District Six was named the Sixth Municipal District of Cape Town in 1867. Originally established as a mixed community of freed slaves, merchants, artisans, labourers and immigrants, District Six was a vibrant centre with close links to the city and the port. By the beginning of the twentieth century, however, the history of removals and marginalisation had begun.
The first to be ‘resettled’ were black South Africans, forcibly displaced from the District in 1901. As the more prosperous moved away to the suburbs, the area became the neglected ward of Cape Town.
In 1966, it was declared a white area under the Group areas Act of 1950, and by 1982, the life of the community was over. 60 000 people were forcibly removed to barren outlying areas aptly known as the Cape Flats, and their houses in District Six were flattened by bulldozers.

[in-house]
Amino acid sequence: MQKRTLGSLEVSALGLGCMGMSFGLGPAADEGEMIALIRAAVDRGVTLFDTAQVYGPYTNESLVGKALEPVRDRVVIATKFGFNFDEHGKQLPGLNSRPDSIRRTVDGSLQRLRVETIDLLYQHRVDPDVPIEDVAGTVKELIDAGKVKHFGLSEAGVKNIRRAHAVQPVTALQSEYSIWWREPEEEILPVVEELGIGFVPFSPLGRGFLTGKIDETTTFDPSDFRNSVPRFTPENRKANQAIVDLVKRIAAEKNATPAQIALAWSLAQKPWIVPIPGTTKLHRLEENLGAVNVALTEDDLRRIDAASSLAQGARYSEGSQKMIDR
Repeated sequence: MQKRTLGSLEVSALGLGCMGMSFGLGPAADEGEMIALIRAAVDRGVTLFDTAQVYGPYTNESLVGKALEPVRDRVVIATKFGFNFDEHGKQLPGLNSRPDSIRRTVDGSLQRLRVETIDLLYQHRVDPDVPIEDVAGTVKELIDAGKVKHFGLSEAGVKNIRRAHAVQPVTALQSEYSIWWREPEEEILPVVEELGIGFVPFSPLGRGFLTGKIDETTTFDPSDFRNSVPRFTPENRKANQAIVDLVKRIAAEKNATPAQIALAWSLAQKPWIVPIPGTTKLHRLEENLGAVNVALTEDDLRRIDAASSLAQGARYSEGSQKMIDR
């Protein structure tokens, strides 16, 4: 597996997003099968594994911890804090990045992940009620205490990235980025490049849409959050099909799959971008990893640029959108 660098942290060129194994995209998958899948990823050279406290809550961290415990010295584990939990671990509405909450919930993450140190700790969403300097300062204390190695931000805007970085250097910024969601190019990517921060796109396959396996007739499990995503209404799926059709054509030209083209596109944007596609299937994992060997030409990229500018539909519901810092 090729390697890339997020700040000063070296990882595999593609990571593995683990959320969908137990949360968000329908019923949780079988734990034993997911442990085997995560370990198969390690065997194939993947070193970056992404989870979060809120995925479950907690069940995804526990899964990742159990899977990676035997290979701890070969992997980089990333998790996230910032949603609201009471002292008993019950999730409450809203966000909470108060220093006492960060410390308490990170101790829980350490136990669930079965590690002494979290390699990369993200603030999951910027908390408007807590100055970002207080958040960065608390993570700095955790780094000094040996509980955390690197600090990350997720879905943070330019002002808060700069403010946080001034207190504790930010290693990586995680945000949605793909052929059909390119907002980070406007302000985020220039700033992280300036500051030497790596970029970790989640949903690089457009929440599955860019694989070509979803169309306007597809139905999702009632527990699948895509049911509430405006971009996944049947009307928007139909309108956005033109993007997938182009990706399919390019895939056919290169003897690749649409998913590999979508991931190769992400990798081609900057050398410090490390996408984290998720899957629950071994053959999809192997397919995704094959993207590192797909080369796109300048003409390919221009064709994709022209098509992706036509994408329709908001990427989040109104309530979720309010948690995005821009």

The District Six Museum, established in December 1994, works with the memories of these experiences and with the history of forced removals more generally. Located at 25A Buitenkant Street
Address: 25A Buitenkant Street, Cape Town
09h00 – 14h00 Mondays (doors close at 13h30)
09h00 – 16h00 Tuesdays – Saturdays
(Sundays are by appointment only)